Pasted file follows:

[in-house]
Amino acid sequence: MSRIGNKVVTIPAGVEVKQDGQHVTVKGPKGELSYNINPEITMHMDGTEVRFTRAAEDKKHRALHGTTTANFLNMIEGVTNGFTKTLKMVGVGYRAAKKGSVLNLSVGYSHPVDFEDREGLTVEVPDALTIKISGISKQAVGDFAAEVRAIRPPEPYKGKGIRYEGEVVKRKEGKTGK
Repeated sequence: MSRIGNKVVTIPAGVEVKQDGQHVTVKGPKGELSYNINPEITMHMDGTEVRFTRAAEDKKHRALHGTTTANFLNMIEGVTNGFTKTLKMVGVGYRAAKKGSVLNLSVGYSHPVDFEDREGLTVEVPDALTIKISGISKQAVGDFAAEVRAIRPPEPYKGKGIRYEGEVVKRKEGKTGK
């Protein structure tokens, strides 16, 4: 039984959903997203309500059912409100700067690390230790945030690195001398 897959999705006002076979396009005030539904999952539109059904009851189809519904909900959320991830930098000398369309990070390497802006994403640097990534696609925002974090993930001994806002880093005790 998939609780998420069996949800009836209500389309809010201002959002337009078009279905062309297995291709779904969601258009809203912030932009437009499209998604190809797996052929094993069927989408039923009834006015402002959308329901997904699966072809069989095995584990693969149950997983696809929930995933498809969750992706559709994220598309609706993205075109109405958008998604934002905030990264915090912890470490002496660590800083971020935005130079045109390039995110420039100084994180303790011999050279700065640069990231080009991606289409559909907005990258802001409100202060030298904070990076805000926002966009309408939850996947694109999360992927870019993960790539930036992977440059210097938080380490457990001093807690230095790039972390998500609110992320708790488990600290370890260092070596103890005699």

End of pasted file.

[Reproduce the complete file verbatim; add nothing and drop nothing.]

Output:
[in-house]
Amino acid sequence: MSRIGNKVVTIPAGVEVKQDGQHVTVKGPKGELSYNINPEITMHMDGTEVRFTRAAEDKKHRALHGTTTANFLNMIEGVTNGFTKTLKMVGVGYRAAKKGSVLNLSVGYSHPVDFEDREGLTVEVPDALTIKISGISKQAVGDFAAEVRAIRPPEPYKGKGIRYEGEVVKRKEGKTGK
Repeated sequence: MSRIGNKVVTIPAGVEVKQDGQHVTVKGPKGELSYNINPEITMHMDGTEVRFTRAAEDKKHRALHGTTTANFLNMIEGVTNGFTKTLKMVGVGYRAAKKGSVLNLSVGYSHPVDFEDREGLTVEVPDALTIKISGISKQAVGDFAAEVRAIRPPEPYKGKGIRYEGEVVKRKEGKTGK
């Protein structure tokens, strides 16, 4: 039984959903997203309500059912409100700067690390230790945030690195001398 897959999705006002076979396009005030539904999952539109059904009851189809519904909900959320991830930098000398369309990070390497802006994403640097990534696609925002974090993930001994806002880093005790 998939609780998420069996949800009836209500389309809010201002959002337009078009279905062309297995291709779904969601258009809203912030932009437009499209998604190809797996052929094993069927989408039923009834006015402002959308329901997904699966072809069989095995584990693969149950997983696809929930995933498809969750992706559709994220598309609706993205075109109405958008998604934002905030990264915090912890470490002496660590800083971020935005130079045109390039995110420039100084994180303790011999050279700065640069990231080009991606289409559909907005990258802001409100202060030298904070990076805000926002966009309408939850996947694109999360992927870019993960790539930036992977440059210097938080380490457990001093807690230095790039972390998500609110992320708790488990600290370890260092070596103890005699």